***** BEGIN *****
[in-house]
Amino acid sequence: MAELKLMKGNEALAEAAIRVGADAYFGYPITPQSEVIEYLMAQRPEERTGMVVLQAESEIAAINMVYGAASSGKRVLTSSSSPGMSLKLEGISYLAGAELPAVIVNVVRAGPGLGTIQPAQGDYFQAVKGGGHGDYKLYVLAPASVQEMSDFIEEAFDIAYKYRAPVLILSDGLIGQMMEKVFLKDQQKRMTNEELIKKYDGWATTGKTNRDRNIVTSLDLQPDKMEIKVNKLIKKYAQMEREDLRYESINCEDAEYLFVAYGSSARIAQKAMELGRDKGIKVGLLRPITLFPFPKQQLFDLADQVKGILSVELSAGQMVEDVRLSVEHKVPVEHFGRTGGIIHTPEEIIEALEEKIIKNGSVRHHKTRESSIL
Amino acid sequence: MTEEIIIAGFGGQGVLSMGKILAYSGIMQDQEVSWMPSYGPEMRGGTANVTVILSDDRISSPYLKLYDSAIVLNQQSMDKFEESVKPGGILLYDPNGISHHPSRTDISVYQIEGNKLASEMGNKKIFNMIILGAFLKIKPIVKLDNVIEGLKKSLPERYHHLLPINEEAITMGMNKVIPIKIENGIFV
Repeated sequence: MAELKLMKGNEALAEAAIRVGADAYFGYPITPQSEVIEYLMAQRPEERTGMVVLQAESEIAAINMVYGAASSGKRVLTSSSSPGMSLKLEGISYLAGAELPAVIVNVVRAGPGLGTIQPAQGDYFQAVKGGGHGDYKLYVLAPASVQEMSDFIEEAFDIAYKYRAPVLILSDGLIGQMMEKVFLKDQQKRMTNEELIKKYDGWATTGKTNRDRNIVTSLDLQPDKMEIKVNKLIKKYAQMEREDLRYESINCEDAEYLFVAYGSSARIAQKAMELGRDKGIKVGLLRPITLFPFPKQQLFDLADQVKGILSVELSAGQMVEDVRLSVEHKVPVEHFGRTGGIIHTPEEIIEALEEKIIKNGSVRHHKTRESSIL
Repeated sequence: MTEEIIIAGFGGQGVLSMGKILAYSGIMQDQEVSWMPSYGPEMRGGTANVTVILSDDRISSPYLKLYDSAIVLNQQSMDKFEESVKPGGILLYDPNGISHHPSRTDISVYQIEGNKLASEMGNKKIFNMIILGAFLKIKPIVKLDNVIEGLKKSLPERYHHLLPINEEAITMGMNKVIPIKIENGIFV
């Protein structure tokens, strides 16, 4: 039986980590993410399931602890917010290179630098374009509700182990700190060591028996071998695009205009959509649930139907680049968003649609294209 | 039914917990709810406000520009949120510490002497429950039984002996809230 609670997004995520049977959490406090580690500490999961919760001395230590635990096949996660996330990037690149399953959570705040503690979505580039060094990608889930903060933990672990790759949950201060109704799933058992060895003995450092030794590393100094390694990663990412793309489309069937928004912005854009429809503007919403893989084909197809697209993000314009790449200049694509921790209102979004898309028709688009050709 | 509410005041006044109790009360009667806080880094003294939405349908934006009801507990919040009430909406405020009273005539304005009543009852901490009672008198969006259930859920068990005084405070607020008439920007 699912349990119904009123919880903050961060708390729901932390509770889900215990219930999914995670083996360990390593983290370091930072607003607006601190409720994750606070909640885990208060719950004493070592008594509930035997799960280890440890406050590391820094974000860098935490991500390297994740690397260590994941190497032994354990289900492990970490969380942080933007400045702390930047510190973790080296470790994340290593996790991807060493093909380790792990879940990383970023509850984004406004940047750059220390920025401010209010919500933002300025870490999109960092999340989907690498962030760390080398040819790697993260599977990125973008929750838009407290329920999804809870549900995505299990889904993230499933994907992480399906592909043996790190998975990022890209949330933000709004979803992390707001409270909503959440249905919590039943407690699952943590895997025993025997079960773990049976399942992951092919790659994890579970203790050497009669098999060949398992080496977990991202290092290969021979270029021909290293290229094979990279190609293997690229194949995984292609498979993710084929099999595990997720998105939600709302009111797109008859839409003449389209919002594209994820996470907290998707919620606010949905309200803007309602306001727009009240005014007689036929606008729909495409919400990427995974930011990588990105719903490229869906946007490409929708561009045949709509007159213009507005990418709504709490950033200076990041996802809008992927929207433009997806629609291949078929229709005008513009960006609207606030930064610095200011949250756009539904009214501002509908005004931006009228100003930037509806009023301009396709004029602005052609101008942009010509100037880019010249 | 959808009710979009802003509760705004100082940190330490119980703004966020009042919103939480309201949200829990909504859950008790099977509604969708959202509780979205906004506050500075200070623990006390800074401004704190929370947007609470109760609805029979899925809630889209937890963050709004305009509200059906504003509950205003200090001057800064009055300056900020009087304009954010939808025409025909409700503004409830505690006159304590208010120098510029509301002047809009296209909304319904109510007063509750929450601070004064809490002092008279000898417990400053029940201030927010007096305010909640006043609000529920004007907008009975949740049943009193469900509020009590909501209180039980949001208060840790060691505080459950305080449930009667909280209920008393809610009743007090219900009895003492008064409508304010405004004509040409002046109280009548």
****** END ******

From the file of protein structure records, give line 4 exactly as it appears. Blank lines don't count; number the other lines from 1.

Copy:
Repeated sequence: MAELKLMKGNEALAEAAIRVGADAYFGYPITPQSEVIEYLMAQRPEERTGMVVLQAESEIAAINMVYGAASSGKRVLTSSSSPGMSLKLEGISYLAGAELPAVIVNVVRAGPGLGTIQPAQGDYFQAVKGGGHGDYKLYVLAPASVQEMSDFIEEAFDIAYKYRAPVLILSDGLIGQMMEKVFLKDQQKRMTNEELIKKYDGWATTGKTNRDRNIVTSLDLQPDKMEIKVNKLIKKYAQMEREDLRYESINCEDAEYLFVAYGSSARIAQKAMELGRDKGIKVGLLRPITLFPFPKQQLFDLADQVKGILSVELSAGQMVEDVRLSVEHKVPVEHFGRTGGIIHTPEEIIEALEEKIIKNGSVRHHKTRESSIL